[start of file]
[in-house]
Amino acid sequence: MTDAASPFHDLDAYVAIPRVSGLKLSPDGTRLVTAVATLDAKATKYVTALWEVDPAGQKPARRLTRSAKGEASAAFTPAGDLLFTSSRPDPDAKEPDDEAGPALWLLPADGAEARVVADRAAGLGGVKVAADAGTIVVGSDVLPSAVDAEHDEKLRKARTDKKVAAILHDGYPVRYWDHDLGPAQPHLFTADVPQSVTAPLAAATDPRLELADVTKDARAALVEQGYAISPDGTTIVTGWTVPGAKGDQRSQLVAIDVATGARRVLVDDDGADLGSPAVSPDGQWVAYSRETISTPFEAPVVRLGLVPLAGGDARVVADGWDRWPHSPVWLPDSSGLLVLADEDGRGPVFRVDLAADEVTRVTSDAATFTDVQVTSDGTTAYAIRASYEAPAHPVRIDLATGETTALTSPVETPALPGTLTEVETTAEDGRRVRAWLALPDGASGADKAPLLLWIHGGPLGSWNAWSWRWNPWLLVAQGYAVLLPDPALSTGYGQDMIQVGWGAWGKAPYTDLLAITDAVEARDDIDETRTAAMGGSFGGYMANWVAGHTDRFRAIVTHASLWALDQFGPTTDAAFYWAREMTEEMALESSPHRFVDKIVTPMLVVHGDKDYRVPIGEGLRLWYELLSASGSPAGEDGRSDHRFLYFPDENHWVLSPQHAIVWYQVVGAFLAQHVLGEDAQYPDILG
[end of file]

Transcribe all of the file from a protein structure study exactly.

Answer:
[in-house]
Amino acid sequence: MTDAASPFHDLDAYVAIPRVSGLKLSPDGTRLVTAVATLDAKATKYVTALWEVDPAGQKPARRLTRSAKGEASAAFTPAGDLLFTSSRPDPDAKEPDDEAGPALWLLPADGAEARVVADRAAGLGGVKVAADAGTIVVGSDVLPSAVDAEHDEKLRKARTDKKVAAILHDGYPVRYWDHDLGPAQPHLFTADVPQSVTAPLAAATDPRLELADVTKDARAALVEQGYAISPDGTTIVTGWTVPGAKGDQRSQLVAIDVATGARRVLVDDDGADLGSPAVSPDGQWVAYSRETISTPFEAPVVRLGLVPLAGGDARVVADGWDRWPHSPVWLPDSSGLLVLADEDGRGPVFRVDLAADEVTRVTSDAATFTDVQVTSDGTTAYAIRASYEAPAHPVRIDLATGETTALTSPVETPALPGTLTEVETTAEDGRRVRAWLALPDGASGADKAPLLLWIHGGPLGSWNAWSWRWNPWLLVAQGYAVLLPDPALSTGYGQDMIQVGWGAWGKAPYTDLLAITDAVEARDDIDETRTAAMGGSFGGYMANWVAGHTDRFRAIVTHASLWALDQFGPTTDAAFYWAREMTEEMALESSPHRFVDKIVTPMLVVHGDKDYRVPIGEGLRLWYELLSASGSPAGEDGRSDHRFLYFPDENHWVLSPQHAIVWYQVVGAFLAQHVLGEDAQYPDILG